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Chechen Rebels Hold Hundreds Hostage in Russia

BY Admin  October 24, 2002 at 1:35 PM EDT

The separatists reportedly threatened to shoot hostages or blow up the building if Russia did not agree to pull its troops out of the breakaway republic of Chechnya, press reports said.

Hostage Maria Shkolnikova told Reuters via cell phone that explosives had been laid in passageways, on seats and were attached to hostages themselves.

The Qatar-based Al-Jazeera television network broadcast what it said was a videotaped statement from one of the hostage-takers, who said, “I swear by God we are more keen on dying than you are keen on living… Each one of us is willing to sacrifice himself for the sake of God and the independence of Chechnya.”

The rebels freed some 150 hostages soon after taking over the theater, including up to 20 children and a number of Muslims. Three people from the Red Cross entered the theater Thursday along with a Russian parliament member. Soon afterward, a British man left the theater, followed by a woman and three children.

The Chechen gunmen killed one of the hostages on Wednesday, a woman who had tried to escape as the separatists took over. Sergei Ignachenko, a spokesman for the Federal Security Service, told the Associated Press the woman looked to be in her 20s and had been shot in the chest.

Meanwhile, hundreds of Russian police and soldiers have surrounded the building, but have not yet made any move against the hostage-takers, the Washington Post reported.

President Vladimir Putin, who rose to power on pledges three years ago to clamp down on the decade-old rebellion on Russia’s southern fringe and boost public security, said the main task was to secure the hostages’ safe release.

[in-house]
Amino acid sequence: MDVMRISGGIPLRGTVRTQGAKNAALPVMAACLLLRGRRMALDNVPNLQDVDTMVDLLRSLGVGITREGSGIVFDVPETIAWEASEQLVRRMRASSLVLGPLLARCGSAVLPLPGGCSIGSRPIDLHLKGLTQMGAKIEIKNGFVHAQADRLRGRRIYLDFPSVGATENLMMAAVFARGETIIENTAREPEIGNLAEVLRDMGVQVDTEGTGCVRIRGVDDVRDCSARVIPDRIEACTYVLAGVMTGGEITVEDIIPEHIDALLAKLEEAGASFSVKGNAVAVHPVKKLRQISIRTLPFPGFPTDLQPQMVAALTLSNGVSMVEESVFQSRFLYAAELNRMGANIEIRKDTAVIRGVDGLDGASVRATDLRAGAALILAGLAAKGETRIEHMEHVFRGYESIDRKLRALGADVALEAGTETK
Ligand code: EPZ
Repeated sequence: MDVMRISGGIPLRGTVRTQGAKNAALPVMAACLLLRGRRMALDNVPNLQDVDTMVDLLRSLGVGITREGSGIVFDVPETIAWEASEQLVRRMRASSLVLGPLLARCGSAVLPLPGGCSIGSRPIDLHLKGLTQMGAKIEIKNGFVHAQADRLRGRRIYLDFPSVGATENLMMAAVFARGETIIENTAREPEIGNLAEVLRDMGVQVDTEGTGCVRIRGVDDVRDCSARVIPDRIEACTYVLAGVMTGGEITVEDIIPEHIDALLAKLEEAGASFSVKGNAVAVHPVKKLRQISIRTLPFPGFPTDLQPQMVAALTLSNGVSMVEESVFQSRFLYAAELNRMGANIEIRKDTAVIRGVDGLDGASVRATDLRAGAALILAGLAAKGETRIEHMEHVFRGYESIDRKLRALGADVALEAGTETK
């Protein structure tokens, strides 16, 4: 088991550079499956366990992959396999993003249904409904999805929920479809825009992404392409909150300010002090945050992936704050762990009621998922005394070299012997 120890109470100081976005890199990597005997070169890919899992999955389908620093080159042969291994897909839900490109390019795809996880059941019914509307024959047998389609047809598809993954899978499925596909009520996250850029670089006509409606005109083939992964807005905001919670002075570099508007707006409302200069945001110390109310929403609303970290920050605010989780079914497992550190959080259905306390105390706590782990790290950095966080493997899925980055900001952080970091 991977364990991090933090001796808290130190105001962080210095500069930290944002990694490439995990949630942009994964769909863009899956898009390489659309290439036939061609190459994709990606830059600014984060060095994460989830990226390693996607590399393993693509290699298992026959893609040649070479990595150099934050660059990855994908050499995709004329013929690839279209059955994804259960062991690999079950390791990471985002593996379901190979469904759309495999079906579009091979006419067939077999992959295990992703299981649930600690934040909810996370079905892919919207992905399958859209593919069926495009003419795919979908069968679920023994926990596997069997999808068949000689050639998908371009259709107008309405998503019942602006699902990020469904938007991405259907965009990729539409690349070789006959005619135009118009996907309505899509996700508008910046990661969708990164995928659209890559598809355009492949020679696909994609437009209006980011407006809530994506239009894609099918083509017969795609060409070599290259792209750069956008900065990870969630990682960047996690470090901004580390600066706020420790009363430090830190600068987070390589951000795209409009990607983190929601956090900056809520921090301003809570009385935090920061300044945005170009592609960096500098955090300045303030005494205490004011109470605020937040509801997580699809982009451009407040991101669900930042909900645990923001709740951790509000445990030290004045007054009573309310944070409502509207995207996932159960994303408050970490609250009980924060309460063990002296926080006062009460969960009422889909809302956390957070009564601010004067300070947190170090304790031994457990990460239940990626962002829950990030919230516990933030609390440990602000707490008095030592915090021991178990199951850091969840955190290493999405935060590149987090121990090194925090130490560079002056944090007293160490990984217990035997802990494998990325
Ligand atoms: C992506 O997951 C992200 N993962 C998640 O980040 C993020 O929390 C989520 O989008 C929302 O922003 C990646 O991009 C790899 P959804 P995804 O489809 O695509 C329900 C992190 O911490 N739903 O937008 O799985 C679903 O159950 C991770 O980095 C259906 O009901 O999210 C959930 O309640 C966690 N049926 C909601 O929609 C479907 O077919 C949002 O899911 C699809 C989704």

“The main aim of our security bodies and special services … must remain aimed at securing the release of the hostages while ensuring their maximum safety,” Putin said in televised remarks.

The Russian president has taken an uncompromising stand on the conflict in largely Muslim Chechnya on Russia’s southern fringes, where the Kremlin has twice launched military strikes to crush separatists.

Western accusations of human rights abuses against civilians in the devastated province have died down since Putin backed the U.S.-led global war on terrorism.

Russia has drawn attention to Arab fighters in Chechnya and has accused the rebels of links to radical Islamist groups like the Afghan Taliban and al-Qaida, the group blamed for the Sept. 11 attacks in the U.S. The Moscow hostage-taking incident is the most audacious Chechen attack since the first Chechen war that lasted from 1994 to 1996.

In 1995, some 120 people were killed after rebels seized a hospital in the southern Russian town of Budennovsk. In 1996 a Chechen group took more than 2,000 people hostage in a raid on the nearby Dagestani town of Kizlyar.